Skip to content

GoodLife Kids Foundation helps North Stars launch Hockey to Special Needs Youngsters

'Expanding the program is going to allow us to develop the younger players at their own pace. The idea is to develop a love of the game and have them want to keep playing it' Head Coach of the North Stars hockey program

Sharon Fung has struggled over the years.

As president of the North Bay North Stars, she has often found herself in the uncomfortable position of turning people away from the hockey program, because it is full. 

"The North Stars is a hockey team for adults and children who have developmental disabilities, and who generally are unable to play mainstream hockey. So they get a chance to come out every Sunday and play hockey just like everybody else, in an environment that is nurturing, and they get to develop at their own pace with their own peers," Fung explained.

"We have an A and a B team and they are always full. We may be able to slide one or two people in, in a year, but that's about it." 

Thanks to an $8,600 grant from the GoodLife Kids Foundation, the North Stars program is expanding in September to include younger children starting at six years of age, up to 18. The money will help cover the cost of ice rentals for two years.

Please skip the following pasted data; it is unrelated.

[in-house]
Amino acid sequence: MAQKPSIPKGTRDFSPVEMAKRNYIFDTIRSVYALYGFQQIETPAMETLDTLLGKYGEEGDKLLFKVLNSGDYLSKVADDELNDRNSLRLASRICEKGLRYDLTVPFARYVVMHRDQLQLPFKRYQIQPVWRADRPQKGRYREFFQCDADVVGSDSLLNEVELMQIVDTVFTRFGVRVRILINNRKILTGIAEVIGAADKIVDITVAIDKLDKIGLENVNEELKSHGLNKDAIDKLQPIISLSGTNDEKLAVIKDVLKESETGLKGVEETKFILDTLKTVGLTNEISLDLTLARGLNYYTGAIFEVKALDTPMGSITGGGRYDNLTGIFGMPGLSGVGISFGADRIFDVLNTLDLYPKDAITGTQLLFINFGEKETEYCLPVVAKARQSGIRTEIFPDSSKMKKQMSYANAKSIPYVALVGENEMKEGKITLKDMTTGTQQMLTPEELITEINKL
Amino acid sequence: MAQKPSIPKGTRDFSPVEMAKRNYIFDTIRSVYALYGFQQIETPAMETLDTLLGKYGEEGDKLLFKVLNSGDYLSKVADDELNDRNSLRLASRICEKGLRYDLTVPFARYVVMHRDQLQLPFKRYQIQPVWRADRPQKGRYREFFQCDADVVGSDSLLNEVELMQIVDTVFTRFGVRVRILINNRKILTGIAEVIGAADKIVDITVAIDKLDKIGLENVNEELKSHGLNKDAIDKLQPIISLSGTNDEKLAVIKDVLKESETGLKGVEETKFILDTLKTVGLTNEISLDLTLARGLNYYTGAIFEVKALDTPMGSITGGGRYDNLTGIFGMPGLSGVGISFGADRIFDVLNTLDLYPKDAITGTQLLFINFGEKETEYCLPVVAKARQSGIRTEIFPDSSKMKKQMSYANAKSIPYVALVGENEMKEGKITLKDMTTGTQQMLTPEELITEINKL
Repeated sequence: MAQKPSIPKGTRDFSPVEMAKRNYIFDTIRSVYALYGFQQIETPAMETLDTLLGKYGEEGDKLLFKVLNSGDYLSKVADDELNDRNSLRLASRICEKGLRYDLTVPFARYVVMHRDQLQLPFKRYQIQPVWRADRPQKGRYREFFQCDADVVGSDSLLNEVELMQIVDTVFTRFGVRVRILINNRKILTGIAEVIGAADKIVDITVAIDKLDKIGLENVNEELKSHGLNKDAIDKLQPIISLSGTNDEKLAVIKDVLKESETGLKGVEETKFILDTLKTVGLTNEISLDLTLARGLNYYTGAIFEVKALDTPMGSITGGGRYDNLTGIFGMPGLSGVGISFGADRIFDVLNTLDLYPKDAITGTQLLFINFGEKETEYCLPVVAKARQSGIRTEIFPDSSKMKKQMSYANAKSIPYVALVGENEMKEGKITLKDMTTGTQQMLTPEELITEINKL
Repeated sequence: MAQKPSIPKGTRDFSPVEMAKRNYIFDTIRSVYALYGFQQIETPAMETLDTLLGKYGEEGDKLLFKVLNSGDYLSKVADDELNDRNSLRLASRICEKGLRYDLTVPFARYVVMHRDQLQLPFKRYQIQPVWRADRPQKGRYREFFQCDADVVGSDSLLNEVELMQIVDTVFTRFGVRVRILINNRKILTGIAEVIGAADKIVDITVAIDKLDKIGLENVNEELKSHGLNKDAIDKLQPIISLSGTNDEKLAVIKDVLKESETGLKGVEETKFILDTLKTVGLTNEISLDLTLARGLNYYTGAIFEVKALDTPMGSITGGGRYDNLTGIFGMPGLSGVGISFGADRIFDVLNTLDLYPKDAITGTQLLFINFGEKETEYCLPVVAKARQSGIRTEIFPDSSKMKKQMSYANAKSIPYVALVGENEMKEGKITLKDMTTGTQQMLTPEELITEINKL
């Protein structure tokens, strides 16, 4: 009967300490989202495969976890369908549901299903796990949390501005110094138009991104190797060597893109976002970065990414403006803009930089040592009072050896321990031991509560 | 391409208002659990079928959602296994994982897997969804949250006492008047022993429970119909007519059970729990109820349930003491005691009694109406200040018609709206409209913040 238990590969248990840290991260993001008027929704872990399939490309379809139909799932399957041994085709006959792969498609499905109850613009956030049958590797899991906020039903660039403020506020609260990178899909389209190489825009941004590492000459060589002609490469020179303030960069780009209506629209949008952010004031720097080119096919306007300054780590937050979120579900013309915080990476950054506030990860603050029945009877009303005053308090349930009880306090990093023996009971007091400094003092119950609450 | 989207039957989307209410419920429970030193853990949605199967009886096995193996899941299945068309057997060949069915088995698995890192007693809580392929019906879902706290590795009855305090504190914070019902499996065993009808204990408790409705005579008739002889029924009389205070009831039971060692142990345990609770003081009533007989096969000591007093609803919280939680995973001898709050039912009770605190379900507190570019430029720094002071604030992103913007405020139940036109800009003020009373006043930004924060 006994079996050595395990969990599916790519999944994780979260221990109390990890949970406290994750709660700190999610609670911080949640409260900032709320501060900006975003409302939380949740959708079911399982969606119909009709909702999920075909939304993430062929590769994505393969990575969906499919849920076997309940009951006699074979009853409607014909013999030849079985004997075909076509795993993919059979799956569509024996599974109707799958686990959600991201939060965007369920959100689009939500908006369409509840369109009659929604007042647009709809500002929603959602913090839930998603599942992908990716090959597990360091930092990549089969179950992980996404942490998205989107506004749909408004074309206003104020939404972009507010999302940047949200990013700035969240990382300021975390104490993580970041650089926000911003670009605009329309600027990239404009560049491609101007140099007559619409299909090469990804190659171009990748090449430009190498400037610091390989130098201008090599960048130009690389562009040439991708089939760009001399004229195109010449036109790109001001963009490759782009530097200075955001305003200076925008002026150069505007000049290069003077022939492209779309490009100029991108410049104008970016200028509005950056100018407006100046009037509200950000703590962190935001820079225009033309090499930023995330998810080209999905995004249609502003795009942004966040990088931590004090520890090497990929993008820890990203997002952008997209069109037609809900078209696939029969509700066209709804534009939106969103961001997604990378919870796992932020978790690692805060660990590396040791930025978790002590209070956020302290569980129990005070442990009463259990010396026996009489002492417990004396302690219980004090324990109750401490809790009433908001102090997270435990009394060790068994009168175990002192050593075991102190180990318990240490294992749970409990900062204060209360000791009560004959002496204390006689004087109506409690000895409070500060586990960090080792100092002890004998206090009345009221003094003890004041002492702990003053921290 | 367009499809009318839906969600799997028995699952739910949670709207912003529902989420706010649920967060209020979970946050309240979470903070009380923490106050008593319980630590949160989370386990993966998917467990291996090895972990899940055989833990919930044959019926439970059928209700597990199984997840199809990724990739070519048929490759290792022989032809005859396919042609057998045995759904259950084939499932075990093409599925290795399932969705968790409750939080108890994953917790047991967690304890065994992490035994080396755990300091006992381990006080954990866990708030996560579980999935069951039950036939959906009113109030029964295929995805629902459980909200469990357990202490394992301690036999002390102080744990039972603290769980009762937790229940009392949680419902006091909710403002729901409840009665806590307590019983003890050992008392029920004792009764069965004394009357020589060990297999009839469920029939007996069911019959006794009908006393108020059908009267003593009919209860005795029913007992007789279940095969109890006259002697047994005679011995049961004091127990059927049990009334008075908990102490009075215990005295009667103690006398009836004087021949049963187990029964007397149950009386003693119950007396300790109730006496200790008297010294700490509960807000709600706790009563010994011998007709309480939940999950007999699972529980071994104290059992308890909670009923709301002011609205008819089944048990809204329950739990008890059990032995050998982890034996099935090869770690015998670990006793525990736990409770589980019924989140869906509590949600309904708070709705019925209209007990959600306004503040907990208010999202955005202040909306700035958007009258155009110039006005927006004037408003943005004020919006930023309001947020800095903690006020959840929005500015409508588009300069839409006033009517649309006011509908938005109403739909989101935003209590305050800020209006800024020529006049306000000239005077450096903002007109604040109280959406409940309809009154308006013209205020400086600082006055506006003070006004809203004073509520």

"It's more of an initiation into the North Stars program," said Fung. 

"This way we figure there has to be some young kids out there that need a little bit extra attention, and because of their special needs, need a little extra support."    

GoodLife group fitness instructor Mariane Wagner, helped organize the Spin4Kids fundraising event which is funding the new program.  

"The Good Life Kids Foundation mission is to give every Canadian child the chance to live a healthy and good life, especially those with special needs," explained Wagner 

"The money was raised through the Good Life Kids fundraiser that we do annually called Spin4Kids. People get teams together, and participate in at least one hour of physical activity, and raise money which goes to the foundation. North Bay did extremely well. We were number four for fundraising in the country, which is pretty awesome, going up from number five. So hopefully this year we'll be number three," said Wagner.  

The new program will teach youngsters the rules of hockey, as well as skills development, team play, and sportsmanship. As they get older, they can move up to the intermediate and senior teams.

The program is capable of taking up to 20 players.

David Nadeau is head coach of the North Stars program. 

"Expanding the program is going to allow us to develop the younger players at their own pace. I'm going to run a separate program, a separate hour. As I jokingly told the two groups, we're going to have a farm team," he laughed. 

"The idea is to develop a love of the game and have them want to keep playing it. We're going to be scrimmaging, doing drills and skating with lots of support. I want them to feel like a hockey player. I know the players that we took in, and when I see them playing now and loving it, it's really rewarding."  

The North Stars have partnered with Community Living of North Bay on this project.